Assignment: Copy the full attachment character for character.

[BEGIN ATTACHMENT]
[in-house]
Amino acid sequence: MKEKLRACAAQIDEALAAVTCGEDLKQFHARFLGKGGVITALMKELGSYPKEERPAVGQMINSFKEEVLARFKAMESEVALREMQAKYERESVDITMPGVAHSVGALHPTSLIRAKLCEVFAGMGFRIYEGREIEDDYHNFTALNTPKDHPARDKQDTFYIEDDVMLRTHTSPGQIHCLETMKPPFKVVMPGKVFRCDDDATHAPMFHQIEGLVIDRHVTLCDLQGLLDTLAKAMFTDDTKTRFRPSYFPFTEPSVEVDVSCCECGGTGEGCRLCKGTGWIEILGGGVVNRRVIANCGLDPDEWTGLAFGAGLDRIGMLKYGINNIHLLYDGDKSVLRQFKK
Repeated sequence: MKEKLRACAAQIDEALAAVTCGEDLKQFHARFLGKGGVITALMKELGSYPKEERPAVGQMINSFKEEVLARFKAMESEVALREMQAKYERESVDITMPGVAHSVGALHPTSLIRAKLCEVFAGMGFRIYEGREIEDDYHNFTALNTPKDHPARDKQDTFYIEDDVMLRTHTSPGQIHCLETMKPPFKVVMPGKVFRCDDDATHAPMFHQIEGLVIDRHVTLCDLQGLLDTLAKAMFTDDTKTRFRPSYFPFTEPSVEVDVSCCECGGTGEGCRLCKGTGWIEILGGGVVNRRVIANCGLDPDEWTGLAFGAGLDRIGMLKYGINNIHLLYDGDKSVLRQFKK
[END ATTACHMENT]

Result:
[in-house]
Amino acid sequence: MKEKLRACAAQIDEALAAVTCGEDLKQFHARFLGKGGVITALMKELGSYPKEERPAVGQMINSFKEEVLARFKAMESEVALREMQAKYERESVDITMPGVAHSVGALHPTSLIRAKLCEVFAGMGFRIYEGREIEDDYHNFTALNTPKDHPARDKQDTFYIEDDVMLRTHTSPGQIHCLETMKPPFKVVMPGKVFRCDDDATHAPMFHQIEGLVIDRHVTLCDLQGLLDTLAKAMFTDDTKTRFRPSYFPFTEPSVEVDVSCCECGGTGEGCRLCKGTGWIEILGGGVVNRRVIANCGLDPDEWTGLAFGAGLDRIGMLKYGINNIHLLYDGDKSVLRQFKK
Repeated sequence: MKEKLRACAAQIDEALAAVTCGEDLKQFHARFLGKGGVITALMKELGSYPKEERPAVGQMINSFKEEVLARFKAMESEVALREMQAKYERESVDITMPGVAHSVGALHPTSLIRAKLCEVFAGMGFRIYEGREIEDDYHNFTALNTPKDHPARDKQDTFYIEDDVMLRTHTSPGQIHCLETMKPPFKVVMPGKVFRCDDDATHAPMFHQIEGLVIDRHVTLCDLQGLLDTLAKAMFTDDTKTRFRPSYFPFTEPSVEVDVSCCECGGTGEGCRLCKGTGWIEILGGGVVNRRVIANCGLDPDEWTGLAFGAGLDRIGMLKYGINNIHLLYDGDKSVLRQFKK